I have expressed doubt whether the GOP candidate for governor in Virginia, current state Attorney General Ken Cuccinelli, has the broad appeal and discipline needed to run a winning campaign in a purple state. Last week he made one move that should hearten Virginia Republicans. He announced he was selecting Dave Rexrode, former executive director of the state GOP, as his campaign manager. In the announcement Rexrode put out an inclusive, economic message : “I am looking forward to making sure we keep growing our economy, providing more opportunities for all Virginians, and solving the problems facing our Commonwealth by electing Ken Cuccinelli our next Governor.”

Ken Cuccinelli- Marvin Joseph/Washington Post

Rexrode’s emphasis on bread-and-butter issues is not surprising. Rexrode was Gov. Bob McDonnell’s deputy campaign manager in 2009, a race McDonnell won by nearly 20 points, focusing like a laser on economic issues. A close adviser to McDonnell (who is now backing Cuccinelli) tells me Rexrode is a “political all-star down here” in Richmond and “knows Virginia like the back of his hand.”

That is promising for Cuccinelli, who still may face the threat of an independent run from Lt. Gov. Bill Bolling, who exited the race when Cuccinelli’ s supporters arranged for a nominating convention instead of a primary.

Rexrode would be wise to concentrate on two items. First, Cuccinelli badly needs an experienced and credible press operation. Cuccinelli is going to face an onslaught of attacks on his views on gay rights and abortion, among other things. He must have someone who can frame Cuccinelli’s record, respond to inquiries and deflect attacks. The longer he waits to do this, the higher the risk that Cuccinelli will be defined by his opposition. And second, and more important, Cuccinelli has not presented anything resembling an agenda. It is critical that he do so, and present enough meat on the bones both to give him something to talk about and to drive the debate onto ground he is more comfortable defending (the budget, regulation, taxes).

A recent incident highlights the sort of opportunities, and dangers, he faces. The Post reported, “The U.S. Environmental Protection Agency exceeded its authority in trying to regulate storm water as it would a pollutant, a federal judge in Alexandria ruled Thursday. The decision, a victory for Fairfax County and Virginia Attorney General Ken Cuccinelli II (R), came six months after the county and state filed a lawsuit against the EPA over its attempt to regulate the amount of water flowing through Fairfax’s Accotink Creek watershed as a means of controlling sediment buildup.”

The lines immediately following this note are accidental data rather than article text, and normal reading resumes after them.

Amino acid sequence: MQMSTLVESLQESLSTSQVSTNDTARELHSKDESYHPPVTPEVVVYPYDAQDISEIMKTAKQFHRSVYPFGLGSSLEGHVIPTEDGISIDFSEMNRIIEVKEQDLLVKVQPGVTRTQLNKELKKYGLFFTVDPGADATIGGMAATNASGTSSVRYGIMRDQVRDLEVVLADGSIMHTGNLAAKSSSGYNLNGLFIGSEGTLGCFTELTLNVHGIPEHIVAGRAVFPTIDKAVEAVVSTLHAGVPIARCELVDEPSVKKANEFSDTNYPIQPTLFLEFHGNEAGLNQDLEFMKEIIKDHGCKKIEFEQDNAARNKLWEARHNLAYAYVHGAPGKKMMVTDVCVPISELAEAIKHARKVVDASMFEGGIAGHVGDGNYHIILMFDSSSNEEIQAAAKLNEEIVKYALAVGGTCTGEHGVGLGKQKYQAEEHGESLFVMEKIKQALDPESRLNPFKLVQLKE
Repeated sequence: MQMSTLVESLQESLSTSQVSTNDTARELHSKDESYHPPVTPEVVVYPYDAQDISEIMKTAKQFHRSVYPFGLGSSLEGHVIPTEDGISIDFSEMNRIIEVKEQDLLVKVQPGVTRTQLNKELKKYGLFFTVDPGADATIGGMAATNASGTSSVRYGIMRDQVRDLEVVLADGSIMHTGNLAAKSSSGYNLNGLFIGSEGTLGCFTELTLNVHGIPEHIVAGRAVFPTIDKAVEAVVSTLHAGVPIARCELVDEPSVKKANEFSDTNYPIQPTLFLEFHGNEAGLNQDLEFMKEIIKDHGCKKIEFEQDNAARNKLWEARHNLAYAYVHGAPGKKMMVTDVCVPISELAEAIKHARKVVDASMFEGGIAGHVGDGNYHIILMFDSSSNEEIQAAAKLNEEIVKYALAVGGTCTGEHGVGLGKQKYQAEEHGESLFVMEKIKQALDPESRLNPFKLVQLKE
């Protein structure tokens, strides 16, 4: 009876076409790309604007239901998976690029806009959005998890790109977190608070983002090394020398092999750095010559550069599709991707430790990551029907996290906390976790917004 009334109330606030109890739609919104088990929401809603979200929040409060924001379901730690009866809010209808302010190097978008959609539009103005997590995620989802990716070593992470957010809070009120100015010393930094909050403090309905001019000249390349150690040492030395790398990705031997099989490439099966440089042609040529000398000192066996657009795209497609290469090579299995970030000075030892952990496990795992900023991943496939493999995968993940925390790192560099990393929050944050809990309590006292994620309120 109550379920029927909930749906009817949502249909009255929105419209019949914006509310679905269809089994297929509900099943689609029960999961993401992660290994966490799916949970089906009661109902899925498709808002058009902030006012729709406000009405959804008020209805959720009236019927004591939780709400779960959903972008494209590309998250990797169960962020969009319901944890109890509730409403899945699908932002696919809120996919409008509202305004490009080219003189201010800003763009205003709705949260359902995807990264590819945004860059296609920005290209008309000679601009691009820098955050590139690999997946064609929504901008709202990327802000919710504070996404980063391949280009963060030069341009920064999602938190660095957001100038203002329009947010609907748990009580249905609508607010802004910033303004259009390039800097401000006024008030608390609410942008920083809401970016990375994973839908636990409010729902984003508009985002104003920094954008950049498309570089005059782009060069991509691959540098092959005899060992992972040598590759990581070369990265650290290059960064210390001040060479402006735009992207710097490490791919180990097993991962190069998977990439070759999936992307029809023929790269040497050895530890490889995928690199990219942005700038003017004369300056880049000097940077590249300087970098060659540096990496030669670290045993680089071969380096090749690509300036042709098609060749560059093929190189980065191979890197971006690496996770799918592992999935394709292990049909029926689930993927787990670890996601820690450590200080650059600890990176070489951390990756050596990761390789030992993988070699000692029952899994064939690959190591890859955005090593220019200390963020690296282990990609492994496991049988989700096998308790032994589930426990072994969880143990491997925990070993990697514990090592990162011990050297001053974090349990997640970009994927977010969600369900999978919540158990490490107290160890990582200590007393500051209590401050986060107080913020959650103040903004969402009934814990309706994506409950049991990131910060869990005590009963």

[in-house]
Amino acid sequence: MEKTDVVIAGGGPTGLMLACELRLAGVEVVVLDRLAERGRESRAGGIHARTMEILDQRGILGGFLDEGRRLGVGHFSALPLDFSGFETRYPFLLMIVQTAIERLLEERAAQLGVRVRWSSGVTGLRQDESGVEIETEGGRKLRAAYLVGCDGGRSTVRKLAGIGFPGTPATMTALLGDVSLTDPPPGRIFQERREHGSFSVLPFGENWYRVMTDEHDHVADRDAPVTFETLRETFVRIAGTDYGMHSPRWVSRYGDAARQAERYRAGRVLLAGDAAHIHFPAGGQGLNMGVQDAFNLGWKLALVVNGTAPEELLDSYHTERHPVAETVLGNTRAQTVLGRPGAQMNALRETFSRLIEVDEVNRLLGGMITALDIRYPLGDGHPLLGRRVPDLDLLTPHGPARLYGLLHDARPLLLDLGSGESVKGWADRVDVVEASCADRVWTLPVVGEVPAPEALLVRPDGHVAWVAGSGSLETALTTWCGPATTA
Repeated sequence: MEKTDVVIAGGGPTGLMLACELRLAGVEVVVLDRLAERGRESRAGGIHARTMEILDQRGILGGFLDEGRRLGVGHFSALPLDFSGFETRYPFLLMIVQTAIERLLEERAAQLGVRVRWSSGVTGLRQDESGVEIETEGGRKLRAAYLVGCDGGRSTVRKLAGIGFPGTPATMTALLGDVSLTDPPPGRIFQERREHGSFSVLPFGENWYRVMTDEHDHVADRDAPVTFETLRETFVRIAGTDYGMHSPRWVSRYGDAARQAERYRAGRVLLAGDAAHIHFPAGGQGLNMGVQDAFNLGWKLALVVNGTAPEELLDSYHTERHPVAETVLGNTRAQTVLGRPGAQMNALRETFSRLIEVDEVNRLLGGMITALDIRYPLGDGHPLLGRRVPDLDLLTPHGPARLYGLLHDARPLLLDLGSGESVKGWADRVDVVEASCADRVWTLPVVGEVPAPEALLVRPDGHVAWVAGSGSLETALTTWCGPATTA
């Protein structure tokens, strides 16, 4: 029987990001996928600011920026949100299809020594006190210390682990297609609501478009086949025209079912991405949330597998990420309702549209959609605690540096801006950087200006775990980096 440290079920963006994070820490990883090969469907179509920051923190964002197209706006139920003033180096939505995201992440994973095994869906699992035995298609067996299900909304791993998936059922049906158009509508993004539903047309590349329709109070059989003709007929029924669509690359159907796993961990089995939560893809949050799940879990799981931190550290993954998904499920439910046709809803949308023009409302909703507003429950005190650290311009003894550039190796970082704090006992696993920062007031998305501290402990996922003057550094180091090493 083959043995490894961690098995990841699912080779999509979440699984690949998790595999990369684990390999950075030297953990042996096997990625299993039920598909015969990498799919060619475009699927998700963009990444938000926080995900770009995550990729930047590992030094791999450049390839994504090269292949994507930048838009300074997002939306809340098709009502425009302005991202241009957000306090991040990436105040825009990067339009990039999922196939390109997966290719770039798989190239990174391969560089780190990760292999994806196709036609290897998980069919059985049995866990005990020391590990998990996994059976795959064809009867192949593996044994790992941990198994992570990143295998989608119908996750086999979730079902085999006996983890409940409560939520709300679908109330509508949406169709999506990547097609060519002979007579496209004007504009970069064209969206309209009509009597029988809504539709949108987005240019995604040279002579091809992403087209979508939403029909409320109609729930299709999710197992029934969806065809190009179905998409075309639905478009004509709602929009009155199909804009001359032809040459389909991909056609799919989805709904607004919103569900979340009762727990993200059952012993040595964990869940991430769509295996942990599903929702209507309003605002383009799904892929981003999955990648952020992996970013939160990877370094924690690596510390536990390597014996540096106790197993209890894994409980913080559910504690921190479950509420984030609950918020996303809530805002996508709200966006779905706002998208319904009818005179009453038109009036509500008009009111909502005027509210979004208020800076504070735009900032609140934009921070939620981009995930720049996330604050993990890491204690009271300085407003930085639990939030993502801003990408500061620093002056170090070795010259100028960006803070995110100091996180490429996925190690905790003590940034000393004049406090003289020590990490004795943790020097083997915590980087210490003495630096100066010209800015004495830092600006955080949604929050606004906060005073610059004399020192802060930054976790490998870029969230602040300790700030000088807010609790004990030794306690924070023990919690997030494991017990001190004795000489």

But another report noted that it was “his first clear-cut victory in the conservative’s much-publicized skirmishes with the federal government. . . . Unlike his other cases against the federal health care overhaul or the EPA’s authority to regulate greenhouse gases, Mr. Cuccinelli had a local partner in this instance. He acknowledged that the outcomes have been mixed but didn’t indicate he was about to pull any punches against Washington.”

This was an opportunity for Cuccinelli to explain why he brought those suits, how those suits fit into his overall vision for the state and what other regulatory measures he would take. Instead he sounded defensive. (“We certainly fought back, and we’re sort of 1-1-1.”) Why is it worthwhile, and how has Virginia benefited from the totality of his fights against the federal government? Cuccinelli has a lot of blanks to fill in.

Politics abhors a vacuum, and without a substantive campaign on issues Virginia voters care about, he will be labeled as an extreme ideologue and defeated. Rexrode has his work cut out for him.